ICI to axe 9,000 in pounds 949m shake-up: Chemicals giant confirms plans to split after going pounds 384m into the red. Heather Connon and Terence Wilkinson report

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The Independent Online
IMPERIAL Chemical Industries, Britain's most famous industrial name, is to shed 9,000 jobs as part of a pounds 949m restructuring programme. The company also confirmed yesterday that it will split the business into two in the summer.

In the biggest shake-up since the group was founded in 1926, ICI will create a new company, Zeneca, housing its interests in pharmaceuticals, agrochemicals, seeds and specialty chemicals. As part of the demerger, Zeneca will simultaneously make a pounds 1.3bn rights issue that will be largely used to repay debt owed to its parent.

The new ICI will start off with pounds 600m of debt - the bulk of that to be repaid by Zeneca over time - while Zeneca will have pounds 400m of borrowings.

Last July ICI said it was considering proposals for the division of the group into two separate companies. The move came just two months after Hanson, the acquisitive conglomerate, disposed of a 2.8 per cent stake, although the group maintains that the demerger plans were being discussed before Hanson appeared on the share register.

Sir Denys Henderson, chairman, said the demerger would produce 'two powerful, focused companies able to concentrate even more on strengthening their leading positions in world markets'.

Ronnie Hampel, chief operating officer, denied that the combination of demerger and job cuts would be damaging to ICI. 'We are not about destroying ICI. There are a dozen sectors of growing opportunity in the new ICI. We spread our jam too thinly in the 1980s and have now taken a robust view of peripheral and underperforming assets.'

David Barnes, who will be chief executive of Zeneca, played down fears that the stock market's appetite for drug companies had faded or that Zeneca would be too small to compete. 'There is a touch of over-nervousness about pharmaceutical companies. The demerger is driven by industrial logic, not short-term sensitivities.'

News of the demerger and rights issue, which had been widely expected, was overshadowed by the pounds 949m exceptional charge - the second in two years - which is designed to cut pounds 300m of costs by 1995. The last bout of rationalisation, announced with a pounds 300m provision in 1991, is now almost complete. It produced savings of pounds 290m last year, expected to rise to the pounds 400m target by the end of the year. It also cost 21,000 jobs, although about a fifth of those were transferred with businesses sold, of which 12,000 were in Britain.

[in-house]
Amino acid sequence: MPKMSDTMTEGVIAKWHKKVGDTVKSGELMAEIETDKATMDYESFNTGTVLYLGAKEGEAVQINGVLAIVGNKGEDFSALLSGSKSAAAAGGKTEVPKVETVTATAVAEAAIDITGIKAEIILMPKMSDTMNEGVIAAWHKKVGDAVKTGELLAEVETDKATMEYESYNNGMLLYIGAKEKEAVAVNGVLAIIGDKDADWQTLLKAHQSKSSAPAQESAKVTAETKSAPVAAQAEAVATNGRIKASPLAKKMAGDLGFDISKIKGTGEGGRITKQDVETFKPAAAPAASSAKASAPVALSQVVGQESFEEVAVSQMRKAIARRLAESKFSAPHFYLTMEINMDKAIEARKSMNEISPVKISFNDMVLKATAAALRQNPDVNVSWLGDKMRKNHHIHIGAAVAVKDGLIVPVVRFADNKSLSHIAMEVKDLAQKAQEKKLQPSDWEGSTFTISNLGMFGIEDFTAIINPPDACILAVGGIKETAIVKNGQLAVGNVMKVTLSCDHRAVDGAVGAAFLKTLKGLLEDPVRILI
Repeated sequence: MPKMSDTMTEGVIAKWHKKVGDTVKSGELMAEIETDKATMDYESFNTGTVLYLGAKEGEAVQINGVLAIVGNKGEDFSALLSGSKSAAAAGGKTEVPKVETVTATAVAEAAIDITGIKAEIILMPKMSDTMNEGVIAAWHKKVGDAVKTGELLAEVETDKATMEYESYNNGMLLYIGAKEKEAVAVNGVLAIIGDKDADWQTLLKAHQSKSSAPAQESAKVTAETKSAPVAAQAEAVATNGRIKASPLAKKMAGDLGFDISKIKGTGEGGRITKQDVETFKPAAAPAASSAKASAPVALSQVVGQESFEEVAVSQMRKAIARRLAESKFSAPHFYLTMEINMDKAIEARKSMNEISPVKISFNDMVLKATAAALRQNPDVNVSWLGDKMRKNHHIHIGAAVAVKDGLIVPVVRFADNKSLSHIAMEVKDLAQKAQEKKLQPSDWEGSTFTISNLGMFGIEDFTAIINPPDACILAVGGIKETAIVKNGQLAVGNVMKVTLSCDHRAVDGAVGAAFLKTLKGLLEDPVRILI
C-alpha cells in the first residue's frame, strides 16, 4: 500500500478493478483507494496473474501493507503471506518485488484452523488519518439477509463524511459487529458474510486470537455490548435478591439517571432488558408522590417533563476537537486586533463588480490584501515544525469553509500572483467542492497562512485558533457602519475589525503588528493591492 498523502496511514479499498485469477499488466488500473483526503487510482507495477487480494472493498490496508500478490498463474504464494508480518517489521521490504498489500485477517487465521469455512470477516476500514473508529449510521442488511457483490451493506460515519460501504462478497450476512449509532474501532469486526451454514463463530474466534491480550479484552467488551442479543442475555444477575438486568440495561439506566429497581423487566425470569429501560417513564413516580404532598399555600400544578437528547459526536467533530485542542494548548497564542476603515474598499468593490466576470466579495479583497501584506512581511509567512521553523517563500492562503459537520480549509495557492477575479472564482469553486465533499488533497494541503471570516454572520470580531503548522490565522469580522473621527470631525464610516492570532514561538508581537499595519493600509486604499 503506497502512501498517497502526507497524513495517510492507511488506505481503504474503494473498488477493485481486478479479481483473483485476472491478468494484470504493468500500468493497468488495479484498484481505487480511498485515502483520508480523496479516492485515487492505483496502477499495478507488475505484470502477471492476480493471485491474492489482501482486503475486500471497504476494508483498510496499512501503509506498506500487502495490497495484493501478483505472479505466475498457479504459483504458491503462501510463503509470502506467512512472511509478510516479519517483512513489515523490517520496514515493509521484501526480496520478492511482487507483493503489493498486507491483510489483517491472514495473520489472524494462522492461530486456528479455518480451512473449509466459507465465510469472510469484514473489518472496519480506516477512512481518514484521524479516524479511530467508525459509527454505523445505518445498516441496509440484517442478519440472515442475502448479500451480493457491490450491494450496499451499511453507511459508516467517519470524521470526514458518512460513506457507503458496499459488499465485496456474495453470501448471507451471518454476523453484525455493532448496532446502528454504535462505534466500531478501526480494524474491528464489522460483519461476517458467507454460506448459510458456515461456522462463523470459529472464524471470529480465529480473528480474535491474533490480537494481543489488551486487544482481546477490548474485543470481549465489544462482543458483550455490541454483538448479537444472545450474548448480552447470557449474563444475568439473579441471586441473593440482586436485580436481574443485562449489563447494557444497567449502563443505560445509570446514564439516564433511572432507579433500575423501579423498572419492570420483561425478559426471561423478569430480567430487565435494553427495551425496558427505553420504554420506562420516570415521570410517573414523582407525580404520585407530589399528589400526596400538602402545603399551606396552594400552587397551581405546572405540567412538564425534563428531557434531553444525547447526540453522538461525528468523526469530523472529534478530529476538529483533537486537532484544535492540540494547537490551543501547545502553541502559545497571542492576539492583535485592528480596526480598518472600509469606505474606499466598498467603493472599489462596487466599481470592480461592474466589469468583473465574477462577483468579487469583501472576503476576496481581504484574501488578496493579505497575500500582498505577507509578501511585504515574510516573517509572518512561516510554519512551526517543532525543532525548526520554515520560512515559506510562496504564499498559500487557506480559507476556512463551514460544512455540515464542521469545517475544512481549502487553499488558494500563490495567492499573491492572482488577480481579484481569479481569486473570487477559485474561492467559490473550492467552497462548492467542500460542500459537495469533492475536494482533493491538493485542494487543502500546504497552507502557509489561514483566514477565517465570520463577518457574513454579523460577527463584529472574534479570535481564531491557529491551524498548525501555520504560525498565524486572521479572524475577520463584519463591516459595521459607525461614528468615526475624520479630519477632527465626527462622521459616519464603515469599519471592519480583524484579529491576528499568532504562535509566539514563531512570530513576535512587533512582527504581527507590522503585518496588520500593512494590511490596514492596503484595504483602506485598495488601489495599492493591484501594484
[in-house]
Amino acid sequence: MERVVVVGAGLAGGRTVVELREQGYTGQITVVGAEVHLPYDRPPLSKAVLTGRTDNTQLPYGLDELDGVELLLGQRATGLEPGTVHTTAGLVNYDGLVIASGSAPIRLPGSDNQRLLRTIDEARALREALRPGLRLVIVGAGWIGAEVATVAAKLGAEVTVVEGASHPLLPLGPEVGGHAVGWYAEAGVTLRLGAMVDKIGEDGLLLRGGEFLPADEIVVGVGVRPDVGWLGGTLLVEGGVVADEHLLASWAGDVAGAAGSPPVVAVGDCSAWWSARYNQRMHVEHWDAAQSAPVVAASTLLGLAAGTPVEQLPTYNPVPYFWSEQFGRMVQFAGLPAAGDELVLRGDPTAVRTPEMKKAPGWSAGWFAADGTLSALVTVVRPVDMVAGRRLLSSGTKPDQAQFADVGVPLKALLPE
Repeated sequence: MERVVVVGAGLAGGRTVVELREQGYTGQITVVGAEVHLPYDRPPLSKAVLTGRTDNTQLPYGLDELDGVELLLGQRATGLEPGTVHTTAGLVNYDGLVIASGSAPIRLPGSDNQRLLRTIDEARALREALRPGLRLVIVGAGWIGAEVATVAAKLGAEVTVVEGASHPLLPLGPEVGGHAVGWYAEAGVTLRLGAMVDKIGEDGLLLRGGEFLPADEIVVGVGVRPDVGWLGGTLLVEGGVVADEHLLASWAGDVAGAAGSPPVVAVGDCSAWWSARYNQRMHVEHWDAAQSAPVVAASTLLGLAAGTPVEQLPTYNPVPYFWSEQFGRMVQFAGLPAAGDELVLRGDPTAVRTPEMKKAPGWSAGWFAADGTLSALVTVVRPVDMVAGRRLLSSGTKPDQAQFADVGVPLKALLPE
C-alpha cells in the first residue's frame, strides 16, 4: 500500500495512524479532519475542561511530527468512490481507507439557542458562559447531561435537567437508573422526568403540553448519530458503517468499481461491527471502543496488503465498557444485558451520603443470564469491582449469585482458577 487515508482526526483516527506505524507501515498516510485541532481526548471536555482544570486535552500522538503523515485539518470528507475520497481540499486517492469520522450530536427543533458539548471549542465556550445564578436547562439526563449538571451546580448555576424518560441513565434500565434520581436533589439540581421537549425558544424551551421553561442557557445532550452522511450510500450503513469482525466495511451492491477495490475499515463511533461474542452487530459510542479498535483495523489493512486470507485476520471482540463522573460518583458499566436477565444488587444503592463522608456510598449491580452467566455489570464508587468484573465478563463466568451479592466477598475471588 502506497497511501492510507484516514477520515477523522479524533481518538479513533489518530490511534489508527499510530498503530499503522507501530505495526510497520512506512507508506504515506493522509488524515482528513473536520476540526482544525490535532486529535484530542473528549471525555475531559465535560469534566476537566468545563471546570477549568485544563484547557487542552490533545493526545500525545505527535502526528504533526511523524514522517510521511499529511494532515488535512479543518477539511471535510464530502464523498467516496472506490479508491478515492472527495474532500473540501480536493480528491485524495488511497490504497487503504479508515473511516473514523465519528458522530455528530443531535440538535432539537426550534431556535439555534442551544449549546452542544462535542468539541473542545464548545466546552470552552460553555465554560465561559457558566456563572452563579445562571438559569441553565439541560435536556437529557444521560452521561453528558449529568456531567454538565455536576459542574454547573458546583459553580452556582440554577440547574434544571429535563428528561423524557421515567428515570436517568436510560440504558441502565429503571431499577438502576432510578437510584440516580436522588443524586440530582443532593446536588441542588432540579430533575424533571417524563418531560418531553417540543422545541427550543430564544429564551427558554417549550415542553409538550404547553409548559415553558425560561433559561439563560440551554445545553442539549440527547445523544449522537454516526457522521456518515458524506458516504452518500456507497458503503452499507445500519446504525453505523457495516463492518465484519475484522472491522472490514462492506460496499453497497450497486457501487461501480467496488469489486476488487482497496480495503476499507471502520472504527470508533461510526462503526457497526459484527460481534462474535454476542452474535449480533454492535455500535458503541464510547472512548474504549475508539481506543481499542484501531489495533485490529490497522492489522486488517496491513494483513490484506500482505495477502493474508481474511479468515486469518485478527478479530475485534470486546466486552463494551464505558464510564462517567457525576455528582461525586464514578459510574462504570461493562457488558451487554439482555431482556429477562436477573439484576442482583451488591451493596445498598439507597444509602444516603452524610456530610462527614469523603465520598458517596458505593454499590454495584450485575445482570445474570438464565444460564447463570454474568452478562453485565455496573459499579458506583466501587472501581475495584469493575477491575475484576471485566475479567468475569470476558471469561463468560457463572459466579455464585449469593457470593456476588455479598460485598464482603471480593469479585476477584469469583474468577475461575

Of the 9,000 jobs to go in the next two years, 1,000 will be through disposals. The losses will be split equally between the UK and overseas with 7,000 leaving ICI and 2,000 going at Zeneca.

The demerger announcement came as ICI disclosed its annual results, which demonstrated the effects of the world recession on the business. Its industrial chemicals division swung from a profit of pounds 135m to a deficit of pounds 24m. Group pre-tax profits of pounds 843m became losses of pounds 384m.

In pharmaceuticals, the core of the new Zeneca, trading profits were down by pounds 44m to pounds 494m mainly because of generic competition to its Tenormin heart drug in the US, where new prescriptions written fell by 50 per cent. Specialty chemicals held profits at pounds 177m.

Despite the loss, ICI is maintaining its dividend at 55p a share with a second interim dividend of 34p. ICI's earnings before the exceptional charge were 48.8p.

Sir Denys said the ICI board decided to pay an unchanged dividend because of past and future restructuring actions and the fact that the industry was very close to the bottom of the chemicals cycle. 'We believe that we shall see some cyclical improvement perhaps more strongly in the second half as the American economy strengthens.'

The dividend will also be maintained in the current year, split between the two new companies, which will pay 27.5p each.

The demerger was well- received in the City and ICI's shares rose 70.5p to pounds 11.52 1/2. Analysts estimate that, after the demerger, shares in the two groups could be worth more than pounds 12, with Zeneca priced at about 695p and new ICI at 525p.

The demerger does, however, mean that ICI is likely to leave its landmark office at Millbank just along from the Houses of Parliament. Mr Barnes said he would be 'disappointed' if Zeneca was still there in a year's time, and it is believed that new ICI will also eventually look for new offices.

Of the pounds 949m exceptional charge, pounds 516m is for redundancy costs and asset write-downs; pounds 148m provisions for environmental costs, mainly relating to the Stauffer agrochemicals business; pounds 191m for losses on closure or sale of businesses; and pounds 75m for the costs of the demerger.

(Photograph and graphic omitted)

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